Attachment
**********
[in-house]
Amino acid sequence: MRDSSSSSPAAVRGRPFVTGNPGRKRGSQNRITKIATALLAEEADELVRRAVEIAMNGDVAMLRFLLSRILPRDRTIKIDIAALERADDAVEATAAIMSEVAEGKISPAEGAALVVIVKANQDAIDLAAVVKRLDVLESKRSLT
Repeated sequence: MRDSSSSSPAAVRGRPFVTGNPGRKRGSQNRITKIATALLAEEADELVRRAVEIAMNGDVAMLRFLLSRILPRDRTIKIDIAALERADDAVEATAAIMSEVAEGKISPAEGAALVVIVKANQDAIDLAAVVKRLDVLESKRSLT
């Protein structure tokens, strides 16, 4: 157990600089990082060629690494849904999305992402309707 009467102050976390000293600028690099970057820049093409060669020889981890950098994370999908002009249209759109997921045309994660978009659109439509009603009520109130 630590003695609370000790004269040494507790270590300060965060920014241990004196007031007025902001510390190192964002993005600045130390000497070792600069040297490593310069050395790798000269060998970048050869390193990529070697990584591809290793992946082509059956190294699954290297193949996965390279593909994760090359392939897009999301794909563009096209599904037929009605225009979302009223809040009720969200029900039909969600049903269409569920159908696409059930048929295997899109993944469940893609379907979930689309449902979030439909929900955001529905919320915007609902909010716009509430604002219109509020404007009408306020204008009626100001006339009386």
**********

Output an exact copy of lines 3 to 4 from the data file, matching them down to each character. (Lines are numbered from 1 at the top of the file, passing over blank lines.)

Repeated sequence: MRDSSSSSPAAVRGRPFVTGNPGRKRGSQNRITKIATALLAEEADELVRRAVEIAMNGDVAMLRFLLSRILPRDRTIKIDIAALERADDAVEATAAIMSEVAEGKISPAEGAALVVIVKANQDAIDLAAVVKRLDVLESKRSLT
């Protein structure tokens, strides 16, 4: 157990600089990082060629690494849904999305992402309707 009467102050976390000293600028690099970057820049093409060669020889981890950098994370999908002009249209759109997921045309994660978009659109439509009603009520109130 630590003695609370000790004269040494507790270590300060965060920014241990004196007031007025902001510390190192964002993005600045130390000497070792600069040297490593310069050395790798000269060998970048050869390193990529070697990584591809290793992946082509059956190294699954290297193949996965390279593909994760090359392939897009999301794909563009096209599904037929009605225009979302009223809040009720969200029900039909969600049903269409569920159908696409059930048929295997899109993944469940893609379907979930689309449902979030439909929900955001529905919320915007609902909010716009509430604002219109509020404007009408306020204008009626100001006339009386």